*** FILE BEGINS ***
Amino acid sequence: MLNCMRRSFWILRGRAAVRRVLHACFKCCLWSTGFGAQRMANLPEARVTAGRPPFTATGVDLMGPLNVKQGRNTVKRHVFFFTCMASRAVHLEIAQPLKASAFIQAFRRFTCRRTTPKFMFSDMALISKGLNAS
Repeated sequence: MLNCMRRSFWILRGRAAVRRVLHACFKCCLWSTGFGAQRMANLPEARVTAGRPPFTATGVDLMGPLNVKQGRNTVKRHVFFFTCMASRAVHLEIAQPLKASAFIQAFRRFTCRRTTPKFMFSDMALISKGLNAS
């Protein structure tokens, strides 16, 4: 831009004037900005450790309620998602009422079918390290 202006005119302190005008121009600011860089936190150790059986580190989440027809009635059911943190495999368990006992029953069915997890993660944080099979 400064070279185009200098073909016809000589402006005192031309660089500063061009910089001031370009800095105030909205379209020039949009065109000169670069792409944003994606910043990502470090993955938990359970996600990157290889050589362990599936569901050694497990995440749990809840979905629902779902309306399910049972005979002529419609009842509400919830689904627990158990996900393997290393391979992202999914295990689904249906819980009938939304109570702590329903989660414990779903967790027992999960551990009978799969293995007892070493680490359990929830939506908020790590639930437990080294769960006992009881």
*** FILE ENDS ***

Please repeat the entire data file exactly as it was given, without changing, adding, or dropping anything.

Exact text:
Amino acid sequence: MLNCMRRSFWILRGRAAVRRVLHACFKCCLWSTGFGAQRMANLPEARVTAGRPPFTATGVDLMGPLNVKQGRNTVKRHVFFFTCMASRAVHLEIAQPLKASAFIQAFRRFTCRRTTPKFMFSDMALISKGLNAS
Repeated sequence: MLNCMRRSFWILRGRAAVRRVLHACFKCCLWSTGFGAQRMANLPEARVTAGRPPFTATGVDLMGPLNVKQGRNTVKRHVFFFTCMASRAVHLEIAQPLKASAFIQAFRRFTCRRTTPKFMFSDMALISKGLNAS
């Protein structure tokens, strides 16, 4: 831009004037900005450790309620998602009422079918390290 202006005119302190005008121009600011860089936190150790059986580190989440027809009635059911943190495999368990006992029953069915997890993660944080099979 400064070279185009200098073909016809000589402006005192031309660089500063061009910089001031370009800095105030909205379209020039949009065109000169670069792409944003994606910043990502470090993955938990359970996600990157290889050589362990599936569901050694497990995440749990809840979905629902779902309306399910049972005979002529419609009842509400919830689904627990158990996900393997290393391979992202999914295990689904249906819980009938939304109570702590329903989660414990779903967790027992999960551990009978799969293995007892070493680490359990929830939506908020790590639930437990080294769960006992009881």